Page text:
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A blistering new report details how big business and corporate lobbyists are pouring money into state judicial elections across the country and packing the courts with judges who put special interests ahead of the public interest.
The new study — by New York University Law School's Brennan Center for Justice, the National Institute on Money in State Politics, and the Justice at Stake Campaign, a non-partisan reform group — found that a small group of super spenders plays the biggest role, using their money to buy the kind of judges they want hearing their cases. These super spenders are the usual suspects: mainly big business, corporate lobbyists, and trial lawyers.
Also high on the list: a disturbing category called "unknown." In many states, disclosure laws are so weak that special interests can buy judicial elections without the public even finding out.
Why does all this matter? Because as money floods into judicial elections, we are getting courts that are filled with judges whose first loyalty is not to justice — or to the general public — but to insurance companies, big business and other special interests. It's not hard to guess what insurance companies want their judges to do. They want them to rule against people who have been injured — even when they deserve compensation, and they want damage awards to be slashed. Big business wants weak enforcement of laws against discrimination and pollution. On the other side of the political spectrum, trial lawyers want verdicts for plaintiffs — and large damage awards.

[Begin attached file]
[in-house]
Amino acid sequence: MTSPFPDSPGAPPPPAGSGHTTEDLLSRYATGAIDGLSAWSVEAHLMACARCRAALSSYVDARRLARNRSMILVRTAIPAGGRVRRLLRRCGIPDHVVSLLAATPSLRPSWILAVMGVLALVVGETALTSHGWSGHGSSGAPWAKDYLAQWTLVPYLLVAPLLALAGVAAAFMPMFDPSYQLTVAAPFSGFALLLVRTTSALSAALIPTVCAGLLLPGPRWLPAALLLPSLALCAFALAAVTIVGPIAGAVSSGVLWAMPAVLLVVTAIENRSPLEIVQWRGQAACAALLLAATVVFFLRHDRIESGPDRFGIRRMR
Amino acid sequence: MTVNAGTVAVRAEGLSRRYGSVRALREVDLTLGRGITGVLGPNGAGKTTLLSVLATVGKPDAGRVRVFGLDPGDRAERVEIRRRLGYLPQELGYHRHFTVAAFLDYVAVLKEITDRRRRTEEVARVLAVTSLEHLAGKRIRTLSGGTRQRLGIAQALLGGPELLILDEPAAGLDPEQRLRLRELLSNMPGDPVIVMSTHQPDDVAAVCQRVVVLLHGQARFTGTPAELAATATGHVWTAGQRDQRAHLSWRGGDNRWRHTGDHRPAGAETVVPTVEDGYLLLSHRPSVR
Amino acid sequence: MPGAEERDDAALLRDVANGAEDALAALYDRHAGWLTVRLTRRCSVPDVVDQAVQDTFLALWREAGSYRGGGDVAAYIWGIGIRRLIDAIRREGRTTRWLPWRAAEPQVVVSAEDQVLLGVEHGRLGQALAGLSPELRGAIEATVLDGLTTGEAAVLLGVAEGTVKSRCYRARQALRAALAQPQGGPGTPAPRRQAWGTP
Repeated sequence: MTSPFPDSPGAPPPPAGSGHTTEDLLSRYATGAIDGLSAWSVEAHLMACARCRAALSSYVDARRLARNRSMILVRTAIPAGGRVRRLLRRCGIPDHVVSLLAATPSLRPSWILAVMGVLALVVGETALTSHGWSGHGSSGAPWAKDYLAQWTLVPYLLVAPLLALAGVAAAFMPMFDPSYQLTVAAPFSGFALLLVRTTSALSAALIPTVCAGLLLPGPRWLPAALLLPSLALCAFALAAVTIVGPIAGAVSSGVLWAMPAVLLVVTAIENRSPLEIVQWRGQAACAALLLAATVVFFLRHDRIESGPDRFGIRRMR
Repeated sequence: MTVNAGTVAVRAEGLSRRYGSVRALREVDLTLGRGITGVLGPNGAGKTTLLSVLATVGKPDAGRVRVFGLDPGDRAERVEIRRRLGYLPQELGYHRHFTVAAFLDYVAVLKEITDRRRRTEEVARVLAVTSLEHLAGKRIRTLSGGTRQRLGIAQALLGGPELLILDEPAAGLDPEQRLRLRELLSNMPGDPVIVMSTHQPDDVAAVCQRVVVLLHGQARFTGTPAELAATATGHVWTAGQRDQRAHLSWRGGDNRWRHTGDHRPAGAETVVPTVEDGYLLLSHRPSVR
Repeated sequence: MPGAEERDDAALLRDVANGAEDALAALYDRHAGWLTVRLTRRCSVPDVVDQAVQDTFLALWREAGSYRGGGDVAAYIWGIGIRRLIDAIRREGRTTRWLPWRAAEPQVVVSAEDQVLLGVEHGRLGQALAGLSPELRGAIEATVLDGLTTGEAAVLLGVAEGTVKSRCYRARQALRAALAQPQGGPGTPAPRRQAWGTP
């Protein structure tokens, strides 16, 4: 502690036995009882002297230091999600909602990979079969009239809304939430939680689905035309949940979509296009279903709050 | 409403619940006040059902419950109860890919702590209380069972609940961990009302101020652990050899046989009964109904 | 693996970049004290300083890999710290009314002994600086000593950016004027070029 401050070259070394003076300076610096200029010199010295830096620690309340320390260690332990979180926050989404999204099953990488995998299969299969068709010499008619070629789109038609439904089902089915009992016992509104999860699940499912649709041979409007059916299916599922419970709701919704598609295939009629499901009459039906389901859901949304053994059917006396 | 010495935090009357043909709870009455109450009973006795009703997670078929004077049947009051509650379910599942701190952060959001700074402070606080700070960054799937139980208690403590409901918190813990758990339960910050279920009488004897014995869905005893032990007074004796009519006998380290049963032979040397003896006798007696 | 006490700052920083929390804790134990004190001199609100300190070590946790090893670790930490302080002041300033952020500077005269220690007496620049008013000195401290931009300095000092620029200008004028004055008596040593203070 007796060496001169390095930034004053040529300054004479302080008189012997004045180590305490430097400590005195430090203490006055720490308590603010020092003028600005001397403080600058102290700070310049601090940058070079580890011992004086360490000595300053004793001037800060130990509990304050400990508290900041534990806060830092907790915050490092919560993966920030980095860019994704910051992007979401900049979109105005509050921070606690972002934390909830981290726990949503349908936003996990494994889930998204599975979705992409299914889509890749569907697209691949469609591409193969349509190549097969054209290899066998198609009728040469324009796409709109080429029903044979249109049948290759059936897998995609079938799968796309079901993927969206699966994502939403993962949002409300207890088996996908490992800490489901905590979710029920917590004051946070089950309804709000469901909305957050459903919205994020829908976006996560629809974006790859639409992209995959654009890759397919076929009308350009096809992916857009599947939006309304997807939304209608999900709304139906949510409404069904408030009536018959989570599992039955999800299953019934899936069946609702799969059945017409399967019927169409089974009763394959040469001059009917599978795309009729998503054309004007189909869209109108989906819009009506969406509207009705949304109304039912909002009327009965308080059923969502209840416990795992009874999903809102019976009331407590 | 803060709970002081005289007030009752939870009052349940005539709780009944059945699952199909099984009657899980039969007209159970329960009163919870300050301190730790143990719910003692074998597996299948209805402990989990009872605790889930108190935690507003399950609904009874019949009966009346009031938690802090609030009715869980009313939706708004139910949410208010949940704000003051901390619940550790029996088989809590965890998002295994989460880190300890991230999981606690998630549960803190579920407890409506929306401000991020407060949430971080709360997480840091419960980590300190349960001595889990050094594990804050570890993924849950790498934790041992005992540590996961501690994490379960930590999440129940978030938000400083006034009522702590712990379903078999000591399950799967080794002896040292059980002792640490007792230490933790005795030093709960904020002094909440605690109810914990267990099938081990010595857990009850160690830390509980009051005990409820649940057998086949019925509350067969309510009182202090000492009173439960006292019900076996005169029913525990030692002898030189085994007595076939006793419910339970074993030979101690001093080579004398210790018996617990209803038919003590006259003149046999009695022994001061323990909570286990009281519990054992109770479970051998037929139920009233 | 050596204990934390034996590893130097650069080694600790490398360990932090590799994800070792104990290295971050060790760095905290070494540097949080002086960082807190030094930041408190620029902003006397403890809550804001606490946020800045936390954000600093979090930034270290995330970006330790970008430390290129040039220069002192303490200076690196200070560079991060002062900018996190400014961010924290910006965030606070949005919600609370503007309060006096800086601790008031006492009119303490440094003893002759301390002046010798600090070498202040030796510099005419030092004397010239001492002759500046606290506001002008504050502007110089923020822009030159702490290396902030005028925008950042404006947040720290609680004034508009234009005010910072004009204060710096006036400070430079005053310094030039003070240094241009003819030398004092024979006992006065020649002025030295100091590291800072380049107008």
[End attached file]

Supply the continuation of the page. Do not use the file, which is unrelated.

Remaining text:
The Code of HammurabiIs a well-preserved Babylonian law code, dating to ca. 1780 BC. It is one of the oldest deciphered writings of significant length in the world. The sixth Babylonian king, Hammurabi, enacted the code, and partial copies exist on a human-sized stone and various clay tablets.
The Code consists of 282 laws, with scaled punishments, adjusting "an eye for an eye, a tooth for a tooth" as graded depending on social status, of slave versus free man. Nearly one-half of the Code deals with matters of contract, establishing for example the wages to be paid to an ox driver or a surgeon.
Other provisions set the terms of a transaction, establishing the liability of a builder for a house that collapses, for example, or property that is damaged while left in the care of another. A third of the code addresses issues concerning household and family relationships such as inheritance, divorce, paternity and sexual behavior.
Only one provision appears to impose obligations on an official;
This provision establishes that a judge who reaches an incorrect decision is to be fined and removed from the bench permanently.